What is graphene?
Graphene is a form of carbon consisting of flat sheets of carbon atoms arranged in a regular hexagonal lattice. It can be thought of as a special case of graphite, but has different physical properties. Graphene is a good conductor of both heat and electricity, and is very transparent and flexible. These properties make it interesting as a transparent electrode (required for photovoltaic solar cells and organic light emitting diodes or OLEDs). The 2010 Nobel prize in physics was awared to Andre Geim and Konstantin Novoselov ‘for groundbreaking experiments regarding the two-dimensional material graphene’. More information about graphene can be found e.g. in the Wikipedia entry.
What is CVD graphene?
CVD refers to a particular way of making graphene – by Chemical Vapour Deposition. In this technique, gases flow over a hot catalyst and react their to grow a graphene film. The composition of the gas and the temperature, composition and surface of the catalyst must be very carefully controlled in order to grow large single layers of graphene. Graphene produced in this way is typically of high quality (i.e large domains and few defects, almost all single-layer).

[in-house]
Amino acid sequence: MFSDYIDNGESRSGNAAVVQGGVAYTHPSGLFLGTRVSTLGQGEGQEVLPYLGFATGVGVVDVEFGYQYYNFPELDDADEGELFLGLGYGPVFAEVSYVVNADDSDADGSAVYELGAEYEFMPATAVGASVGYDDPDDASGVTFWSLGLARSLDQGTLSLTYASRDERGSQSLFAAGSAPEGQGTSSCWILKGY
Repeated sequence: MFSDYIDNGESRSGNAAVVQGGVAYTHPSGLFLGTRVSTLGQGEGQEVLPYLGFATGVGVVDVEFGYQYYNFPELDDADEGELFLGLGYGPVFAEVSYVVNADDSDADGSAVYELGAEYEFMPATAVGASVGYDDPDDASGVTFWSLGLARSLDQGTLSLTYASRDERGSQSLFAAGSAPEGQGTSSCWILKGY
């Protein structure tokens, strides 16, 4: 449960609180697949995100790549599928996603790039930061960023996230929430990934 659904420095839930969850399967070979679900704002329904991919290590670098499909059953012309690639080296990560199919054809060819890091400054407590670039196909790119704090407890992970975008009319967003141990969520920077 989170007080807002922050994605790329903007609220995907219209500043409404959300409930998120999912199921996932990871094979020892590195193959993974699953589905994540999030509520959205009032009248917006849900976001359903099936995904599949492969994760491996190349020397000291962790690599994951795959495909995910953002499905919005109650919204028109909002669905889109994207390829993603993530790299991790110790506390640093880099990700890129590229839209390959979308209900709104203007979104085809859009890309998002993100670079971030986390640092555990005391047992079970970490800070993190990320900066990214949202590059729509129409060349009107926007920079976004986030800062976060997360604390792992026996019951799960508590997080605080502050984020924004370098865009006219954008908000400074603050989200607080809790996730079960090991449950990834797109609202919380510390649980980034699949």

What are the aims of the GLADIATOR project?
GLADIATOR seeks to scale-up the production of high-quality graphene in order to eventually make it a viable material for the mass production of transparent electrodes for organic electronics. In order to achieve this, graphene must be available in sufficient quantities (and areas), with low enough sheet-resistivity and high enough transparency, and be cheap enough to compete with alternative materials. If this can be achieved, then Europe will be able to supply electrodes that have a low environmental impact (compare e.g. the extraction and shipping of indium for the widely used Indium Tin Oxide electrodes), low cost and high performance (including excellent flexibility).
In order to utilise such graphene electrodes in organic electronics, the project also seeks to develop optmised barrier layers.
What is meant by a barrier layer?
Most types of organic electronics (OLEDs for lighting or displays, solar cells) are very sensitive to water and oxygen from the atmosphere. In order to have a long lifetime they must be sealed in materials that are practically impermeable to water vapour and oxygen, but at the same time transparent (rather like super clingfilm). The demands of the organic electronics industry for such barrier layers are far more severe than those for food or medical packaging, and comparable to the needs of vacuum insulation panels used in buildings. Because graphene doesn’t stick well to most materials, barrier layers which will have a graphene electrode next to them need to be adapted to the graphene.